Welcome to Royal Enfield’s frozen adventure
Production models headed to the South Pole in a fitting celebration of 120 years of motorcycling and explorationWhat is an advertisement feature?
Yes, it's true. Royal Enfield celebrated 120 years of motorcycle production last year with an epic undertaking. Typically, a bike manufacturer might add a flash of colour along a fuel tank to mark the milestone, but not on this occasion. Instead, Royal Enfield tried to ride one of their Himalayan motorcycles to the South Pole.
It honoured the spirit of adventure that owners have displayed, riding all over the world and quite often all the way around it too.
The journey from 81-degree South to 90-degree South began on the Ross Ice Shelf, an expanse of ice that is hundreds of metres thick and roughly the same size as France. The model used was the single- cylinder 410cc adventure motorcycle called the Himalayan, and was ridden after surprisingly sparse modifications from the standard model. Long-travel suspension, simple ABS brakes and 24.5bhp meant the motorcycles (which cost £4700 in the UK) were perfectly suited to the terrain, which was helpful given that they had to navigate a route never ridden before on a motorcycle without skis fitted.
After some extreme testing and research in Iceland on the glaciers, modifications were limited to a slightly smaller drive sprocket (down to 13 teeth from 15) which improved drive in the deep snow. Tubeless tyres were used, which meant lower pressures and a larger footprint in the snow and ice, with studs too to help find grip.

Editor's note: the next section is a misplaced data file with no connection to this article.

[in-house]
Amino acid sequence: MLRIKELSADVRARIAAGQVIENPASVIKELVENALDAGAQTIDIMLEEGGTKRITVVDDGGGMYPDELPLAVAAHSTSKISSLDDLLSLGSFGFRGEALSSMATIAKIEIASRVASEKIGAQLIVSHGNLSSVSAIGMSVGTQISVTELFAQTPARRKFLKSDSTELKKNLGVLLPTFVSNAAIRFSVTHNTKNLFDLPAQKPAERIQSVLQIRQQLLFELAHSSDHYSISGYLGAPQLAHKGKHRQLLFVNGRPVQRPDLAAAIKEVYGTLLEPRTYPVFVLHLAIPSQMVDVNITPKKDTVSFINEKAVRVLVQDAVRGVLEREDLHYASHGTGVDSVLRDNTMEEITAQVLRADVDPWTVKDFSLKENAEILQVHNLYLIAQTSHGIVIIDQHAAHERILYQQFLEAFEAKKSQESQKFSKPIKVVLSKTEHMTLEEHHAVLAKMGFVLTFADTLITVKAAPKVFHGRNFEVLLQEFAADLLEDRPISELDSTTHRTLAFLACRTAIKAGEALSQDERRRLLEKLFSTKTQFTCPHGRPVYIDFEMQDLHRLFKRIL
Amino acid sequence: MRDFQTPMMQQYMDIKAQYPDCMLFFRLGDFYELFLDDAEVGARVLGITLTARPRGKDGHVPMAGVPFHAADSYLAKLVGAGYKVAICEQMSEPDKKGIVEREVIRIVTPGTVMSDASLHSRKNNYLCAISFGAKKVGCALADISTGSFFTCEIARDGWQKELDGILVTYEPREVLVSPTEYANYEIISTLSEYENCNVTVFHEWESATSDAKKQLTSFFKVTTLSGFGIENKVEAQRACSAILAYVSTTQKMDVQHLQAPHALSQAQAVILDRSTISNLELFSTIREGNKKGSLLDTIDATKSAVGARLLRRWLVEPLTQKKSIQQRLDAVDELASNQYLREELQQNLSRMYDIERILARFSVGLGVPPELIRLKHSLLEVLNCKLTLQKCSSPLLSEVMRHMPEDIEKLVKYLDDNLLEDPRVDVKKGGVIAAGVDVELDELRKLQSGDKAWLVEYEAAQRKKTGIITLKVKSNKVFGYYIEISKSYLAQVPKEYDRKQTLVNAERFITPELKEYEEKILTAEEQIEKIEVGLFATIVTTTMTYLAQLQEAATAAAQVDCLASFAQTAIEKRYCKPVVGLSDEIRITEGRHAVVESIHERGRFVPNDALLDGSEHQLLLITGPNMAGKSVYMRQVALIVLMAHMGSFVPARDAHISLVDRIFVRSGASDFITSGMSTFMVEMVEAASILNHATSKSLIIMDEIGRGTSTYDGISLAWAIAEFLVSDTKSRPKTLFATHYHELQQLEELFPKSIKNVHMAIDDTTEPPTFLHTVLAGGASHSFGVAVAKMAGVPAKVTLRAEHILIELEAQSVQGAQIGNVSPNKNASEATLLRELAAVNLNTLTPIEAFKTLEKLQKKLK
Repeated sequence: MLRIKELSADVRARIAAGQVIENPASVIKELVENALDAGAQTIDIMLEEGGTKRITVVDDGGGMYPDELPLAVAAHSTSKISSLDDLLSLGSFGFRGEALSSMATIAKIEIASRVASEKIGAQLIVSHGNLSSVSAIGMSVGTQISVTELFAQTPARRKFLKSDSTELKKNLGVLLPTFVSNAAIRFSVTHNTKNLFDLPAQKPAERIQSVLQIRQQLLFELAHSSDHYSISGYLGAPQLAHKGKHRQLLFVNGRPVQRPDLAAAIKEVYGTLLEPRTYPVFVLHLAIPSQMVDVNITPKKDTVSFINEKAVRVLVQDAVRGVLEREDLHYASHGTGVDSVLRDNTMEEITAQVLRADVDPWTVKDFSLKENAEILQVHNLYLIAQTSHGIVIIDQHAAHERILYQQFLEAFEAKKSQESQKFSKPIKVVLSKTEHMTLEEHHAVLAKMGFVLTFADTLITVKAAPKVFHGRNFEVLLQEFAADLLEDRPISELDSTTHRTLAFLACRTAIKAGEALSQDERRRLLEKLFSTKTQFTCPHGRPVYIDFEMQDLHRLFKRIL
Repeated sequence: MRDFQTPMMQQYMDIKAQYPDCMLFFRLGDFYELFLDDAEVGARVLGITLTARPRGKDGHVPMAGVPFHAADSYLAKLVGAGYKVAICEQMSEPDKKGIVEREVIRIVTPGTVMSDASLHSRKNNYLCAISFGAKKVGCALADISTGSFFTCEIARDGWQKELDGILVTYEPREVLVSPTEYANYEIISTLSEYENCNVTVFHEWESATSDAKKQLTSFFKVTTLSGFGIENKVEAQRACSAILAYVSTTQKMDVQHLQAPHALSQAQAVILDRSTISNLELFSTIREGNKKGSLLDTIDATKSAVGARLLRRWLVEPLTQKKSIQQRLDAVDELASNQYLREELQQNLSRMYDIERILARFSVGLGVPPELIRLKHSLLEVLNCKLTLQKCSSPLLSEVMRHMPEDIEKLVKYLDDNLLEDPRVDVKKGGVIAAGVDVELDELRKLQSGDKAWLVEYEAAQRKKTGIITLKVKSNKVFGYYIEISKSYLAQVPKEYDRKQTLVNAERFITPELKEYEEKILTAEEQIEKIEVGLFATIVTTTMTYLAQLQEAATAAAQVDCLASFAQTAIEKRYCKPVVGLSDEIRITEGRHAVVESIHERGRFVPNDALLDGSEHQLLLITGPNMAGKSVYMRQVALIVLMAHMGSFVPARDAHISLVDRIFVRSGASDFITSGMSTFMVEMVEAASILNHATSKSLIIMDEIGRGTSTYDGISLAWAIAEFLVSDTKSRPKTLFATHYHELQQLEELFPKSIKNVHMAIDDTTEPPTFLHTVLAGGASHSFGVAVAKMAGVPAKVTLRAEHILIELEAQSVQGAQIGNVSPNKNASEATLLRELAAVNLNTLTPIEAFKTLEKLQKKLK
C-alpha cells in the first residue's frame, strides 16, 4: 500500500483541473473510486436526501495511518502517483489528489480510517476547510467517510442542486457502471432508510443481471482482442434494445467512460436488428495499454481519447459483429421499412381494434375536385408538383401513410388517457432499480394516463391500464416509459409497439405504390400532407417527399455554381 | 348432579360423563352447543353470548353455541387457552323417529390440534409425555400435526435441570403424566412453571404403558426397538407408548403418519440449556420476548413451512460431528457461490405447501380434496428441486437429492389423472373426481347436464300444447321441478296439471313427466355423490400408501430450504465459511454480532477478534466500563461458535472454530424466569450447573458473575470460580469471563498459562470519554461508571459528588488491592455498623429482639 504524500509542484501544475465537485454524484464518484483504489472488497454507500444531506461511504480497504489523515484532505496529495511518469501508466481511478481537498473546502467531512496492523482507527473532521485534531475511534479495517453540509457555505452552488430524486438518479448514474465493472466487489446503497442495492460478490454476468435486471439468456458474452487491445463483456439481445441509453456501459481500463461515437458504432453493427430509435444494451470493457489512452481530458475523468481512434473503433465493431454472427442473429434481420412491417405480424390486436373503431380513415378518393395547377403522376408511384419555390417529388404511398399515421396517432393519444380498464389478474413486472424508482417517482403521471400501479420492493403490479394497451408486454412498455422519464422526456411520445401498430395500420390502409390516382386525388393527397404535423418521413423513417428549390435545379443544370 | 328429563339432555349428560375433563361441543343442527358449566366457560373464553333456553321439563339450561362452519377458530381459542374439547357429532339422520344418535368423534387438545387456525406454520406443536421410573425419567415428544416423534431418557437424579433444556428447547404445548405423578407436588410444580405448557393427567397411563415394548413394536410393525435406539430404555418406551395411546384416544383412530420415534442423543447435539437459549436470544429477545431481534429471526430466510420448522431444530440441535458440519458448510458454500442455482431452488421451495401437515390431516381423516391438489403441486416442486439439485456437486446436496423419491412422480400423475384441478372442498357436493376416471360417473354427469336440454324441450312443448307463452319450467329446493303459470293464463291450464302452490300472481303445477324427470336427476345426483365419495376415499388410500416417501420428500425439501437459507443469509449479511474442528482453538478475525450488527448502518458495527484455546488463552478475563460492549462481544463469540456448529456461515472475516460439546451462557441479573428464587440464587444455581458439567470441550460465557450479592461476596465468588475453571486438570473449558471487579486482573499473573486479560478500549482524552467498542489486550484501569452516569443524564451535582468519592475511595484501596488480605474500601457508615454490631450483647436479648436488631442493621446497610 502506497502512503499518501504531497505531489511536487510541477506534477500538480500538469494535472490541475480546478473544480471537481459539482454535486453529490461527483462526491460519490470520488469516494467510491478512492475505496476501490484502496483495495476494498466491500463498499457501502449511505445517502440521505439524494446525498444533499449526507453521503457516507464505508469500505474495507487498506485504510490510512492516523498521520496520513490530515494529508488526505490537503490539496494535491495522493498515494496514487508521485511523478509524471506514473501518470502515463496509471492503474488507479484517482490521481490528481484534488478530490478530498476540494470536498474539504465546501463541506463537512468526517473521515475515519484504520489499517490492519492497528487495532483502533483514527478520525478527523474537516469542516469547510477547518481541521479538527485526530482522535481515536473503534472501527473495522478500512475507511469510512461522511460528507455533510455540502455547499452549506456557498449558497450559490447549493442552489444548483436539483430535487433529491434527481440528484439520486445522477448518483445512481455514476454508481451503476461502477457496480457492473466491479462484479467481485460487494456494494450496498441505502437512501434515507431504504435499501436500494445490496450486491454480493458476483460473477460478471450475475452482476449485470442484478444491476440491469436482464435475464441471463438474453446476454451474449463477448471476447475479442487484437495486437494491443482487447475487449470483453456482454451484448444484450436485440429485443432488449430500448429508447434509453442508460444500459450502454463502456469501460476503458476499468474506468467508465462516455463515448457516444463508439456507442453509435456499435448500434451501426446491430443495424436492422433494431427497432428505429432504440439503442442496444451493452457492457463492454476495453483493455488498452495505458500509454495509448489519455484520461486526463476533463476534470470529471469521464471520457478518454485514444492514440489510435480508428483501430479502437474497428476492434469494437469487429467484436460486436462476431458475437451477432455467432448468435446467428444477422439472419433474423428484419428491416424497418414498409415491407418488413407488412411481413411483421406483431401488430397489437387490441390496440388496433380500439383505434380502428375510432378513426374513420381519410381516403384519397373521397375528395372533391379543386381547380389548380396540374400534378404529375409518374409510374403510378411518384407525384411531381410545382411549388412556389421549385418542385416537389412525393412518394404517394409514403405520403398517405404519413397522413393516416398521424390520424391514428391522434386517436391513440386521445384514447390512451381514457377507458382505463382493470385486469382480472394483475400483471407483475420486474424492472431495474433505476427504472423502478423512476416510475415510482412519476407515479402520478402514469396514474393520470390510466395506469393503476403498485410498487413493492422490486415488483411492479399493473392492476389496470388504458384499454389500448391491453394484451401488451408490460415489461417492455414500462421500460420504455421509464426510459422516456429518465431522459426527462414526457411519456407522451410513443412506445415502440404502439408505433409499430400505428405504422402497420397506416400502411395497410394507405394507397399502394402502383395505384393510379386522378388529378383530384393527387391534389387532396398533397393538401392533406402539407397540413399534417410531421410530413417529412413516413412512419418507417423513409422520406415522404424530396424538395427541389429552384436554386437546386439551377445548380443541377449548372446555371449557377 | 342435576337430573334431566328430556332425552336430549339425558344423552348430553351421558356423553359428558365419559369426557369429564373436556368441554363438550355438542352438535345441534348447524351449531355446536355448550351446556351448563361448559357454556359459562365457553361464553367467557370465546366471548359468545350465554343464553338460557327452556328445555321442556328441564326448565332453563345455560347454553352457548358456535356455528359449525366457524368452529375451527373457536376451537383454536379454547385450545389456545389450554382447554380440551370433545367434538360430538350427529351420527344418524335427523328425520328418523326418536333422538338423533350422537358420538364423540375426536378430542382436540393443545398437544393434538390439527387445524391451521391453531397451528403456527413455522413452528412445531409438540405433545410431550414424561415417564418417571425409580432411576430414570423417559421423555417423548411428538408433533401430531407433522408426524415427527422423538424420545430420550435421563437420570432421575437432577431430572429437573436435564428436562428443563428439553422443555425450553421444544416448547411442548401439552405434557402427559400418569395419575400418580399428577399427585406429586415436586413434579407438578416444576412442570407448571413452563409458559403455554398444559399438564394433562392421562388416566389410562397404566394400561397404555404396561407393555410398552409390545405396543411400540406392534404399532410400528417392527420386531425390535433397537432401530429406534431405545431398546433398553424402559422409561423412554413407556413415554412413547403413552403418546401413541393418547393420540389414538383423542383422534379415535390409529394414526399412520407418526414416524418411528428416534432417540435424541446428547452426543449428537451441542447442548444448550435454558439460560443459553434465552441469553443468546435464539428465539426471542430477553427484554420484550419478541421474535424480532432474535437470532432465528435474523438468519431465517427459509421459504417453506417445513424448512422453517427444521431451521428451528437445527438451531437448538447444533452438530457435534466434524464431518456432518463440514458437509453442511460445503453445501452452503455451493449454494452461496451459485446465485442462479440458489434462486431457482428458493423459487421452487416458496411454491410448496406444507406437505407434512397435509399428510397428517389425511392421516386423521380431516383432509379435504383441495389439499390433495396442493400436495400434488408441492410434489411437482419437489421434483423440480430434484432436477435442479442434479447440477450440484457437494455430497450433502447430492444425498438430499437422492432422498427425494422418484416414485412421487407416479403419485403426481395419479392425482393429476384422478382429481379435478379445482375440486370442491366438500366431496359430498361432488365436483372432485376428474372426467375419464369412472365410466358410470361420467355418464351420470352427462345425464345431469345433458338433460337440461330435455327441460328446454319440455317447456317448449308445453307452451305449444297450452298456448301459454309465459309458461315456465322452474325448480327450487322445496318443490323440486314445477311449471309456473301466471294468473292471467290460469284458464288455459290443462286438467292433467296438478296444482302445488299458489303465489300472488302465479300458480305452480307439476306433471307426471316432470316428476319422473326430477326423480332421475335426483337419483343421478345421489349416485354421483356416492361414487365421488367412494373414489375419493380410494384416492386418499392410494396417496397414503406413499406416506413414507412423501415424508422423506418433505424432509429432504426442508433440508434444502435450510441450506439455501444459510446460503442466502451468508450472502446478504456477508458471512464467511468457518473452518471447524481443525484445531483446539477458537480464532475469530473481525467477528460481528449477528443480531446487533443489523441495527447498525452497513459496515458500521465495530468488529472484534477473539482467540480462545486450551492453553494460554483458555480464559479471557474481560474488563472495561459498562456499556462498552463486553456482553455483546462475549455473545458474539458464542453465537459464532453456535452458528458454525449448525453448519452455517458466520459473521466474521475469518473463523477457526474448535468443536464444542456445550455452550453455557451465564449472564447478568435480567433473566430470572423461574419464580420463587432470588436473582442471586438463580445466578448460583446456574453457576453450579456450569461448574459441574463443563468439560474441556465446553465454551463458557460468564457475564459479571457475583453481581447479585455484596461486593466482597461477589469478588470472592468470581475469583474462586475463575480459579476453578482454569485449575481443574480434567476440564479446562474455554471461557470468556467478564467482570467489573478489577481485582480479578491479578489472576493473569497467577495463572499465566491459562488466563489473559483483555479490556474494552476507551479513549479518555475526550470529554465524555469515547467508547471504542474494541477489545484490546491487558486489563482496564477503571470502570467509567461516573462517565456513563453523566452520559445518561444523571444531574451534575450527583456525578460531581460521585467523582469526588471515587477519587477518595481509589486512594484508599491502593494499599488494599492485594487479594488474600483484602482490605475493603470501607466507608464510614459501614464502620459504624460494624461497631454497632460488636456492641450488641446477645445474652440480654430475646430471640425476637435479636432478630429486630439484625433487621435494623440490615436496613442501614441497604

With temperatures dropping to - 35 °C Royal Enfield also beefed up the standard alternators in order to be able to run the heated riding kit that the intrepid adventurers needed. When you consider how challenging the seven- day ride was, it's easy to see why the Himalayan carries the tag line ‘Built for all roads, built for no roads'.
Two Royal Enfield staff members shared the journey. Santosh Vijay Kumar is based at Royal Enfield's technical centre in Chennai, India. He partnered with Dean Coxson, a development engineer at Royal Enfield's UK technical centre. Although both are experienced riders, clearly neither had ever undertaken anything like this before.
Before the expedition, Santosh said: “The ride is going to be spectacular, the challenges like nothing we’ve ever faced before. Aside from the riding conditions being so gruelling, on a good day we can expect the temperature to hover around -20°C. What I’m excited about most is the idea of being on a largely unexplored continent.”
For Dean the excitement was in the unknown. “This is the opportunity of a lifetime,” he said.! “How do you prepare for something that nobody has done before? Not knowing is a great feeling, I can’t wait to find the answers to all the questions we have”.
The journey began with the team landing on Antarctica on November 26 for acclimatisation and training, and on December 16 the riders reached their destination. Built to house research staff in the 1950's, the station is the only inhabited place on the planet that has just one day and one night a year, each lasting six months.
Check out the whole expedition here, including exclusive films, interviews and more.